Corinne Cox is an NYC resident and a graduate student of the English Education program at Columbia. She also, in a former life, was a beloved student of mine the quarter I taught at UC Santa Cruz. She sends me the following sad and sober tale:
Kate had been one of my best friends since we met while writing for our middle school newspaper. Now that we were a couple years out of high school, we could no longer bond over photoshopping the vice principal’s neck out of his yearbook pictures or conspiring to turn delegates against their countries’ own policies at Model United Nations conferences. We were running out of common ground.
Kate still lived in her childhood bedroom, which was unchanged from when I had met her. She had recently found Jesus and, through him, moderate-conservative politics. I had moved to a seedy studio apartment in our hometown’s neighboring metropolis to attend community college, where I had found an abundance of vice. Kate saw me as someone who had left the flock, while I had come to regard her as someone who buried her head in the sand.
We sat silently in Kate’s car after a strained lunch in which we had slogged through our usual list of safe conversation topics. I pretended to be entranced by a text message while Kate half-sang along to a pop song on the radio that she didn’t know the words to. Then Kate pointed at something excitedly, and I followed her finger’s trajectory skyward.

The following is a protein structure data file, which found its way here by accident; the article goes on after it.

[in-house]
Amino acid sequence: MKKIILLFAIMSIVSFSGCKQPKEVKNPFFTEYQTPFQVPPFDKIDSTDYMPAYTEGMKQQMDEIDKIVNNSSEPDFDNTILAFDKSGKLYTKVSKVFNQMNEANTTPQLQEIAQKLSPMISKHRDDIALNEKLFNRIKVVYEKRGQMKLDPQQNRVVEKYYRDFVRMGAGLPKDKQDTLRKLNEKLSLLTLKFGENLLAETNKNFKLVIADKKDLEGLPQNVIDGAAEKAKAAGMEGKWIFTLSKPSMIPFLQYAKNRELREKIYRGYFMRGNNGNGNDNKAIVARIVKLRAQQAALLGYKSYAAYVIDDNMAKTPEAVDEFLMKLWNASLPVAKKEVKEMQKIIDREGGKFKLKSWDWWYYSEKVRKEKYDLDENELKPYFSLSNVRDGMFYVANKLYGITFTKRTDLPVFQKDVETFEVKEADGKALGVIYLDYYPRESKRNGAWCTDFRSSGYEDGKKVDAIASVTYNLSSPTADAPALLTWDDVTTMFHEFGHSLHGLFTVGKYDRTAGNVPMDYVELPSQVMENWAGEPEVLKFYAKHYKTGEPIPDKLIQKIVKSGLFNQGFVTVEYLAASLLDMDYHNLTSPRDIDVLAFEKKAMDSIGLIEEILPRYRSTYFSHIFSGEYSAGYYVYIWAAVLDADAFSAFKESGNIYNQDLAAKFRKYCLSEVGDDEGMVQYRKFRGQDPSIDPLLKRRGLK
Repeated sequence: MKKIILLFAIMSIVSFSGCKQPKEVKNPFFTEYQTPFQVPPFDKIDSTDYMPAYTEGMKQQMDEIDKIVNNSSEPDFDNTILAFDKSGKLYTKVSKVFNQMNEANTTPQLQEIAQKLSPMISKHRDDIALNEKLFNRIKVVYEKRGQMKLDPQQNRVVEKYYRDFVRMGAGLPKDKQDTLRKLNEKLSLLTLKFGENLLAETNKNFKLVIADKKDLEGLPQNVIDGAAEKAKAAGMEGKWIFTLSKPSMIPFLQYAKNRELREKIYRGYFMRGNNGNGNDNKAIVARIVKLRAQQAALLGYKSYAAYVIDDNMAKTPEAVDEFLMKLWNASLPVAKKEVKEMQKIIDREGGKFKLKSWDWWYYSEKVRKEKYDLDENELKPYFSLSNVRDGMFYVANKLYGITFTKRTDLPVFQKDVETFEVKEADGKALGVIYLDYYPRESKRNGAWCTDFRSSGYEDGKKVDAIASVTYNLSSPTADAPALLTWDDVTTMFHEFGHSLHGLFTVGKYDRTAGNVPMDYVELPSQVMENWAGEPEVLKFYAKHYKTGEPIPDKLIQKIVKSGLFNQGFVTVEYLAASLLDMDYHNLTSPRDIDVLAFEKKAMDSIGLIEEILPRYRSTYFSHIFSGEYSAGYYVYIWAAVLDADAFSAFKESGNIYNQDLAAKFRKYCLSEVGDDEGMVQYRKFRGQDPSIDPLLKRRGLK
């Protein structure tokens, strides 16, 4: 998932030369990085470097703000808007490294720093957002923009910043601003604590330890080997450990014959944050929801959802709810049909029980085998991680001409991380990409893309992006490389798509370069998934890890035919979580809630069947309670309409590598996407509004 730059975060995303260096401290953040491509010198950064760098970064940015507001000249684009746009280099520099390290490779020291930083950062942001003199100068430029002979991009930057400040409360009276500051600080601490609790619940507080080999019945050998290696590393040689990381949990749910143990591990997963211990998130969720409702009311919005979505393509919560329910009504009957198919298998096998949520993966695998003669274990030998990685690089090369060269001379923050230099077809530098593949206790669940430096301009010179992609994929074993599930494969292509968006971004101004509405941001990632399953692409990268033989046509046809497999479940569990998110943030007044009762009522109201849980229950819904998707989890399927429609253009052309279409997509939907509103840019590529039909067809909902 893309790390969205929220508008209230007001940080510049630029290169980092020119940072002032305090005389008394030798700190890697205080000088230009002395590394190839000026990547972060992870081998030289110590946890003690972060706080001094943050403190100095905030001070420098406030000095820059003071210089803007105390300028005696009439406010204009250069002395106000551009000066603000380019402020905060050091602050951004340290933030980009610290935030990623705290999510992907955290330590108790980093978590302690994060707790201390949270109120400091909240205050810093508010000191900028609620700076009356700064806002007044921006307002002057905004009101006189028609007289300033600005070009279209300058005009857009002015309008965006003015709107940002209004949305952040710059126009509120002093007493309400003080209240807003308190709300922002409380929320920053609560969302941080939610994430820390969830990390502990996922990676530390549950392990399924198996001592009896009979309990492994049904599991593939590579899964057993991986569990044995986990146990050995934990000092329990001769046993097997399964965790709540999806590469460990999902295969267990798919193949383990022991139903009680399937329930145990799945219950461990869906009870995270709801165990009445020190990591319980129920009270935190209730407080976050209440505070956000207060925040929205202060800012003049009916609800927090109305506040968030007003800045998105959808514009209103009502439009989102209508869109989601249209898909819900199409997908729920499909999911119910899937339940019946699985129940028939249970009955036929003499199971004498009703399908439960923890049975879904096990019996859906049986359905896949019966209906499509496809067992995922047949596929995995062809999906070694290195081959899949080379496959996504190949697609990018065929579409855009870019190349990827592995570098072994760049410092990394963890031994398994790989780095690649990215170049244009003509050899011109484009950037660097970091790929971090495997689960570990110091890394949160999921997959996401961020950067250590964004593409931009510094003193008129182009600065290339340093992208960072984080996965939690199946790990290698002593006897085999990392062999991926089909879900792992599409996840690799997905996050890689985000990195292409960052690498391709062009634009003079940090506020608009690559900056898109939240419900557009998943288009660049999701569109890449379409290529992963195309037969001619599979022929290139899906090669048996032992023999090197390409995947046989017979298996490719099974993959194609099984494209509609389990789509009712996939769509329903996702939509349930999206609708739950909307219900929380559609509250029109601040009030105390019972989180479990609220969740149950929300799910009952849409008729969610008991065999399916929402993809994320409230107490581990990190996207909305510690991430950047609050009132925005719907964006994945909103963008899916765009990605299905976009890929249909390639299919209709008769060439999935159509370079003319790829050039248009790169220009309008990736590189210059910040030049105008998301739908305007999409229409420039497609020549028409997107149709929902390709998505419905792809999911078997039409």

A pristine white dove sailed above us against a backdrop of cloudless blue sky. Kate marveled at it, praising its rarity and beauty, proclaiming the dove to be a blessing and a sign of good things to come. Then came our simultaneous realization that the dove was gliding along an invisible hypotenuse on course to intersect with the speeding yellow Hummer in front of us.
The result of the impact between delicate bird and massive, velocious machine was an explosion of a thousand white feathers that filled the air, some falling gently upon Kate’s windshield. Kate was only able to squeak in horror at the indignity that had befallen her blessing; I erupted into a fit of unhinged laughter and only managed to compose myself when the intensity of Kate’s disgusted glare became too much to endure. Still shaking her head, Kate dropped me off at my parents’ house, never to speak to me again.
I am grateful to the dove that floated so elegantly into the path of a behemoth that brought it to a swift and violent end. The extinguishing of its own life euthanized a long-dying friendship, a necessary conclusion brought on by the hardships of birds.